#file #read #line #read-line


Read lines (from a Path, File, etc.) into a struct (a String, a Vec<String>), and with various ways to handle line endings and whitespace

1 stable release

Uses new Rust 2021

2.0.0 Oct 14, 2022

#1168 in Rust patterns

MIT OR Apache-2.0 OR GPL-2.0 OR GPL-3.0

805 lines

read_lines_into Rust crate

Read lines (from Path, File, BufRead) into a struct (String, Vec).


// Choose any existing text file
let path = Path::new("example.txt");
// Read lines from the path's file into a string
let string = path.read_lines_into_string().unwrap();
// Read lines from the path's file into a vector of strings
let strings = path.read_lines_into_vec_string().unwrap();


Add dependency:

read_lines_into = "*"


These functions deliberately preserve line endings, which are \n newlines and \r carriage returns.

These functions use buffered readers for efficiency.

These functions are written to be easy to understand, so you can copy them into your own code if you wish.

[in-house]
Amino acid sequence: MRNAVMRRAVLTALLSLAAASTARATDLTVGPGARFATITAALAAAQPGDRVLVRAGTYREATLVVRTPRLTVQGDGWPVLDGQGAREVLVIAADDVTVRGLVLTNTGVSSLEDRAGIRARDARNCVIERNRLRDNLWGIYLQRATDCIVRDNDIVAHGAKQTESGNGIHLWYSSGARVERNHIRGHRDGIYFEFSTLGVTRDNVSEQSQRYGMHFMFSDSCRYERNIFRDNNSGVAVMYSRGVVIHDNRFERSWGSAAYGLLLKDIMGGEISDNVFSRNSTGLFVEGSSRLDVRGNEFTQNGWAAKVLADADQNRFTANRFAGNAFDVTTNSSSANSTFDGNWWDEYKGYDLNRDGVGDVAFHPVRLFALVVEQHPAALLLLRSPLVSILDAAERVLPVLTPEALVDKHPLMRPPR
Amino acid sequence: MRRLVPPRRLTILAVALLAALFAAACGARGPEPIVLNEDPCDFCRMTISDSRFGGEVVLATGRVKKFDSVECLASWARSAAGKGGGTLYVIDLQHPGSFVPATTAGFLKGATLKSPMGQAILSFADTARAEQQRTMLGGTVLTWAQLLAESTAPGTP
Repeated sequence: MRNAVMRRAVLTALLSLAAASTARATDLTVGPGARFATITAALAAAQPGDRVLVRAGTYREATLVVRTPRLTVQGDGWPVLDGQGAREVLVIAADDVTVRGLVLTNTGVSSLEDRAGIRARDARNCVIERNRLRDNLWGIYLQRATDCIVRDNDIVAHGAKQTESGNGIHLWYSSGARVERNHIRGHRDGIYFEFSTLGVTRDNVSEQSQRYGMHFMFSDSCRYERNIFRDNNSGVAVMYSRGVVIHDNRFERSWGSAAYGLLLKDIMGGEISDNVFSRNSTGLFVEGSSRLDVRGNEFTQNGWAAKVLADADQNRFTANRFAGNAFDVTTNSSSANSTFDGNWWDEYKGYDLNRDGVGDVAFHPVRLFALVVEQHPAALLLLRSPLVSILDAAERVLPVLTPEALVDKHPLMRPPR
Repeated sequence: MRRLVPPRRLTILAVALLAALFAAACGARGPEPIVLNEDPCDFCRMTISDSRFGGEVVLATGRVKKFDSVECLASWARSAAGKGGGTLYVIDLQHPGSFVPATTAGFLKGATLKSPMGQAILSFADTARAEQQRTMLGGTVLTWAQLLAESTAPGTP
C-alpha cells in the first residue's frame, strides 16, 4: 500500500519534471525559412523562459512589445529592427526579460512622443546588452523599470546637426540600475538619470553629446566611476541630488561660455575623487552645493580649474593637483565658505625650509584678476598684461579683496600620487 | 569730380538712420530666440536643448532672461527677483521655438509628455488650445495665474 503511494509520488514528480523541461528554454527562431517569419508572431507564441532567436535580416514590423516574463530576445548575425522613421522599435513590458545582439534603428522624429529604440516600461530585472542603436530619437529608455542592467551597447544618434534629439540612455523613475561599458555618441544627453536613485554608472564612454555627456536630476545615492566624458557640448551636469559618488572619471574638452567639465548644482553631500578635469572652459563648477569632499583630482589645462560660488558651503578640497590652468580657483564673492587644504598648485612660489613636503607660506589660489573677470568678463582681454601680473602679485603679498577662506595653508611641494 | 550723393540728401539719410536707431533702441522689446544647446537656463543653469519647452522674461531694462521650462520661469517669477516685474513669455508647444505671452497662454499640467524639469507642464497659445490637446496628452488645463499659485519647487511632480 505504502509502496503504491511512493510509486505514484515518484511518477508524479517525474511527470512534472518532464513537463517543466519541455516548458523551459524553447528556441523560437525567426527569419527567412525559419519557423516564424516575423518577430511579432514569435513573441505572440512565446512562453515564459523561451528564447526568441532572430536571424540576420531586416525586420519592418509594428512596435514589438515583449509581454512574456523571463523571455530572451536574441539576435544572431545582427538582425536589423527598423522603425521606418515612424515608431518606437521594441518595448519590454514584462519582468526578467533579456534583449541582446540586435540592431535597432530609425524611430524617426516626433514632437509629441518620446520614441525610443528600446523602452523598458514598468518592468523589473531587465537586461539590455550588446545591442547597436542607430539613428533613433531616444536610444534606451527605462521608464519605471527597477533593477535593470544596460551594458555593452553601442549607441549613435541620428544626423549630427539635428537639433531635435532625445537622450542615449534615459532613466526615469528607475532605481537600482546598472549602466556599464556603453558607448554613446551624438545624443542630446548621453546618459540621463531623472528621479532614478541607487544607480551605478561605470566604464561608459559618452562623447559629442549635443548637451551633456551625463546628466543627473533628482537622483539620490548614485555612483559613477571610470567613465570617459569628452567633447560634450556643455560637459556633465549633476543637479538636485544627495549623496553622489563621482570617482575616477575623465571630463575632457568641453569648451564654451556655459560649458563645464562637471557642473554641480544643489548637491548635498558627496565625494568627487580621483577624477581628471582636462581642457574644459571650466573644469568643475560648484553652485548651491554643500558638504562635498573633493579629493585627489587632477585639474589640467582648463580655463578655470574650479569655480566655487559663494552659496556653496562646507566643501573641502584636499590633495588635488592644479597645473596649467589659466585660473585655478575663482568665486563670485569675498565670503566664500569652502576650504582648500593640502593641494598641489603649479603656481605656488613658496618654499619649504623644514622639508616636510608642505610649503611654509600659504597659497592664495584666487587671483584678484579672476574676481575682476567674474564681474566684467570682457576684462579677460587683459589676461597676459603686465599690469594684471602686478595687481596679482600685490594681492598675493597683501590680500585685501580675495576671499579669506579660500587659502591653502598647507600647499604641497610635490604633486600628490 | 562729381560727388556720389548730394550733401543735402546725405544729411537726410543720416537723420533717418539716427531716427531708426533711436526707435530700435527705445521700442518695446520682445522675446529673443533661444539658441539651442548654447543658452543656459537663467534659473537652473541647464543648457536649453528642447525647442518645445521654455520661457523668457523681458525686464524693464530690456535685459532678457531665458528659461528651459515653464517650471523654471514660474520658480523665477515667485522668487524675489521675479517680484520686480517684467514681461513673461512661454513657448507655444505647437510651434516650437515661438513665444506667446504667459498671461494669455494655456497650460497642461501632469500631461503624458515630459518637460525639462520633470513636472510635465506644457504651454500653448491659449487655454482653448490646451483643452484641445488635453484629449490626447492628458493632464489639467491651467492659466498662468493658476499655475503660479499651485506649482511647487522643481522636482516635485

If you're reading very large files, then you may prefer to write your own code to process each line as it's read.

Line endings using LF and CRLF

Unix systems typically end text lines with \n LINE FEED (LF).

Windows systems typically end text lines with \r CARRIAGE RETURN (CR) then and \n LINE FEED (LF).


Why use this instead of the Rust BufRead lines() function?

Because we have use cases where we must preserve line endings.

Why publish this as a crate?

Because we want to make it easy to use, and easy to show as examples for developers who are learning how to program using Rust.

What are alternatives to consider?

Rust std::io::BufRead and its function lines().

Rust std::include_str and its macro include_string!.

Rust crate load_file and its macro load_str!.

Rust std::fs::read_to_string(file_name).unwrap().lines().


No runtime deps